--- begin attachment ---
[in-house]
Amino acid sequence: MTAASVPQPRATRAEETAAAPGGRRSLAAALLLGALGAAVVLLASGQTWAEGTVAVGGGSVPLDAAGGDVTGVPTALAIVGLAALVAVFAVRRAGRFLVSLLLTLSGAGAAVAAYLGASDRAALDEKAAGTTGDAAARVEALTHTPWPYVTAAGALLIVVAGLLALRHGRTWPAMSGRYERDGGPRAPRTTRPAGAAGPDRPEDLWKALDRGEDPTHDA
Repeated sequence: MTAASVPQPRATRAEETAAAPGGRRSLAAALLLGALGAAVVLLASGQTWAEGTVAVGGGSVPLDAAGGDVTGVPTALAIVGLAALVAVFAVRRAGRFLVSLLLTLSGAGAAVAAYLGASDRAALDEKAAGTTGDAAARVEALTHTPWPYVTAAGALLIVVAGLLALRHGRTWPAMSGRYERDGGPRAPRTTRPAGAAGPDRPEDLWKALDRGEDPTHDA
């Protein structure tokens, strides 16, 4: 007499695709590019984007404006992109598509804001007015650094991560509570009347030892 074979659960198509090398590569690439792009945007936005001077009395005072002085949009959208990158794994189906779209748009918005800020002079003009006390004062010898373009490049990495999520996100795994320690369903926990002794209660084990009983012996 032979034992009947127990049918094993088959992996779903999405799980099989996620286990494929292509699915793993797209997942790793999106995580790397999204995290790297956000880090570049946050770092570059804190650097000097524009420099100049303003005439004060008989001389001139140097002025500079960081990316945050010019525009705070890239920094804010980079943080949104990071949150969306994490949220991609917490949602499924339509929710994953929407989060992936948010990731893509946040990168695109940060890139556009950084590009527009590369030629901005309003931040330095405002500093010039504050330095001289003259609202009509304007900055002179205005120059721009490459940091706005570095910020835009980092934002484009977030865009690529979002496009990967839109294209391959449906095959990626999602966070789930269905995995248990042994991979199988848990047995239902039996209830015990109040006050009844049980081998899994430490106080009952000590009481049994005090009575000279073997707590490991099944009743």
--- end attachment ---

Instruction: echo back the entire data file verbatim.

[in-house]
Amino acid sequence: MTAASVPQPRATRAEETAAAPGGRRSLAAALLLGALGAAVVLLASGQTWAEGTVAVGGGSVPLDAAGGDVTGVPTALAIVGLAALVAVFAVRRAGRFLVSLLLTLSGAGAAVAAYLGASDRAALDEKAAGTTGDAAARVEALTHTPWPYVTAAGALLIVVAGLLALRHGRTWPAMSGRYERDGGPRAPRTTRPAGAAGPDRPEDLWKALDRGEDPTHDA
Repeated sequence: MTAASVPQPRATRAEETAAAPGGRRSLAAALLLGALGAAVVLLASGQTWAEGTVAVGGGSVPLDAAGGDVTGVPTALAIVGLAALVAVFAVRRAGRFLVSLLLTLSGAGAAVAAYLGASDRAALDEKAAGTTGDAAARVEALTHTPWPYVTAAGALLIVVAGLLALRHGRTWPAMSGRYERDGGPRAPRTTRPAGAAGPDRPEDLWKALDRGEDPTHDA
């Protein structure tokens, strides 16, 4: 007499695709590019984007404006992109598509804001007015650094991560509570009347030892 074979659960198509090398590569690439792009945007936005001077009395005072002085949009959208990158794994189906779209748009918005800020002079003009006390004062010898373009490049990495999520996100795994320690369903926990002794209660084990009983012996 032979034992009947127990049918094993088959992996779903999405799980099989996620286990494929292509699915793993797209997942790793999106995580790397999204995290790297956000880090570049946050770092570059804190650097000097524009420099100049303003005439004060008989001389001139140097002025500079960081990316945050010019525009705070890239920094804010980079943080949104990071949150969306994490949220991609917490949602499924339509929710994953929407989060992936948010990731893509946040990168695109940060890139556009950084590009527009590369030629901005309003931040330095405002500093010039504050330095001289003259609202009509304007900055002179205005120059721009490459940091706005570095910020835009980092934002484009977030865009690529979002496009990967839109294209391959449906095959990626999602966070789930269905995995248990042994991979199988848990047995239902039996209830015990109040006050009844049980081998899994430490106080009952000590009481049994005090009575000279073997707590490991099944009743």